The Island of Misfit Authors

Yesterday I finally got up the courage to publicly announce that I was going the self-publishing route. I gave several reasons for my irrationality. Then after I finished my blog, I thought of some more. Here’s a specific one that comes to mind.

Publishers tend to be married to specific audiences. They produce magazines and books that appeal to those audiences. Marketing works best this way, and when you have a product that doesn’t seem to fit the tried-and-true approach to pleasing this specific audience, it’s usually rejected. And that’s fair. It’s kind of going to an auto parts store to buy groceries. You find great spark plugs there, but you’ll have a hard time if you’re trying to buy lettuce. Or sell it.

I’ve had relative success with the Adventist Book Center market, and many of the books I have written have been directed at readers within the Seventh-day Adventist Church. Other Christian writers find their niche either within a specific denomination or in the general Christian market. But because of limited shelf space, and more importantly, the typical customer they expect to enter the doors of a Christian bookstore, Christian publishers will reject good, even excellent books, that don’t easily fit within a category of expectation.

Enter misfit authors like me, who are satisfied to write books that fall safely within categories, but are often–too often–writing books that are hybrids. There’s a lot more creativity involved in writing a Christian book about vampires, or a novel that’s half-western, half-steampunk. And it’s a lot more fun. The problem comes when you try to sell it.

And that’s what’s great about the age of the online bookstore and social network. You use the former to provide a place for your audience of readers to buy your book, and you use the latter to build your audience. Online bookstores have unlimited shelf space for authors who want to try the different, the unusual, the odd. And social networks are unlimited in potential audiences to visit those bookstores.

Once again, it all sounds good in theory. But there are also several success stories out there as well. If you have one to share, please post it here, or link it to me.

Again, I’ll keep you posted.

4 thoughts on “The Island of Misfit Authors

  1. I will soon be embarking on the self-publishing journey. I wish you all the luck. “They” say the key is in book reviews and promoting. No one can sell our creations better than we can. Good luck!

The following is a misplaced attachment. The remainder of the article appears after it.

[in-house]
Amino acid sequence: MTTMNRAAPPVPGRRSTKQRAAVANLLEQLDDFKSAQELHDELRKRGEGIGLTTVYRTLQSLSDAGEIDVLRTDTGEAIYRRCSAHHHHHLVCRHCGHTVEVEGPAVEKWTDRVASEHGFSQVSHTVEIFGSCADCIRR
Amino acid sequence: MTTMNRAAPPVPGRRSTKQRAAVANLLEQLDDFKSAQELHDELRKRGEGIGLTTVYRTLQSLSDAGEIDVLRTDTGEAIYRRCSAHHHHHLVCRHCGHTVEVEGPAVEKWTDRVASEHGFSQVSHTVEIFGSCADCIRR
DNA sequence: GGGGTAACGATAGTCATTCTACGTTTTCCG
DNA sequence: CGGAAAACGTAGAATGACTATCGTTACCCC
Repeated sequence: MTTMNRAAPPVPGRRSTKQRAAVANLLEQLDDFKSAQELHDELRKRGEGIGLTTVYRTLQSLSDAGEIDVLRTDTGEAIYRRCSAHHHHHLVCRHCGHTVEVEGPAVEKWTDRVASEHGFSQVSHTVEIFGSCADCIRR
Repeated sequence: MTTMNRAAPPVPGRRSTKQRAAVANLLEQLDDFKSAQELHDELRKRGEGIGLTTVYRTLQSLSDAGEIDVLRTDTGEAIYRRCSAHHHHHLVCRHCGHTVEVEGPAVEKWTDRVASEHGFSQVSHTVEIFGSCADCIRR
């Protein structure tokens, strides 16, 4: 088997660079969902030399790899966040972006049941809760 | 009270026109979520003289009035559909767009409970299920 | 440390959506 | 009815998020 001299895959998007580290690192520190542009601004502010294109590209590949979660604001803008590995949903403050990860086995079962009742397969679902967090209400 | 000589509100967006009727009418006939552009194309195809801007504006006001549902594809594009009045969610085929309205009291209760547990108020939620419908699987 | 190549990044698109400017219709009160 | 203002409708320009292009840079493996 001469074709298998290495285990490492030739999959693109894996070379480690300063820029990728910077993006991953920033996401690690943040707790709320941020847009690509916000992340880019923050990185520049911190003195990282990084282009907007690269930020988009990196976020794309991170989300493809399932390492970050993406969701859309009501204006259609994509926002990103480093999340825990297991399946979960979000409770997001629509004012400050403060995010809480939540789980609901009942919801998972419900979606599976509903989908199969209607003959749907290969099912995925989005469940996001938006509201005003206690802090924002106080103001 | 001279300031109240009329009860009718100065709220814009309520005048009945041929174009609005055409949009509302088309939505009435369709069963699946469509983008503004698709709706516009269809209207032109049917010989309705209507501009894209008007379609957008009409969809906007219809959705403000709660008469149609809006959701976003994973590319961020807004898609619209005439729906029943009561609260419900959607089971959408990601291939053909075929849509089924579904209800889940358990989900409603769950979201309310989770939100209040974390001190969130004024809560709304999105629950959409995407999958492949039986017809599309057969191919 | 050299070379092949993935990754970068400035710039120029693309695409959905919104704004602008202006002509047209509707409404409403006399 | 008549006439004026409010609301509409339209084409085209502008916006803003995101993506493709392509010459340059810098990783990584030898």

2. I decided to self publish via smashwords and amazon for ebook and createspace for paperback because of a few reasons. First, I am not an established author and found great difficulty finding an interested agent. Secondly, I didn’t want to conform to many of the genre rules that you speak of above. The main character in my first novel is 22 years old, but I feel the story appeals more to young adults and I was told my age was all wrong. I write romantic suspense but did not wish to get too “steamy” as so many authors do now a days. I am young and contemporary (30) but don’t feel comfortable promoting inappropriate behavior in young adults, also I am a Christian and write from a Christian worldview but don’t necessarily make my stories all about that. Not that I wouldn’t like to, I just don’t quite feel experienced enough and want to ensure my readers get the right message, I feel a responsibility for what I write and need to be able to portray the message accurately. I think you will be just fine self publishing, the hardest part I am encountering is marketing and promotion. That in itself seems to be a fulltime job but i am diligently working at it!

  3. Not sure if my other comment posted! I am a self pub author who found it very difficult to acquire a lit. agent. I write Romantic Suspense but felt I didn’t want to conform to genre rules. I didn’t want to make it too “steamy” as so many authors do and I also felt that my novel appealed more to young adults even though the MC is 22. I am Christian and write from a Christian worldview but you wouldn’t call my fiction “Christian Fiction”. The hardest part I am finding is the promoting and marketing. Aside from people that know me, I have to find ways to reach a wider base of readers and am working diligently on that everyday. I am sure you will be fine going this route and you will have more control over your content! Good luck!

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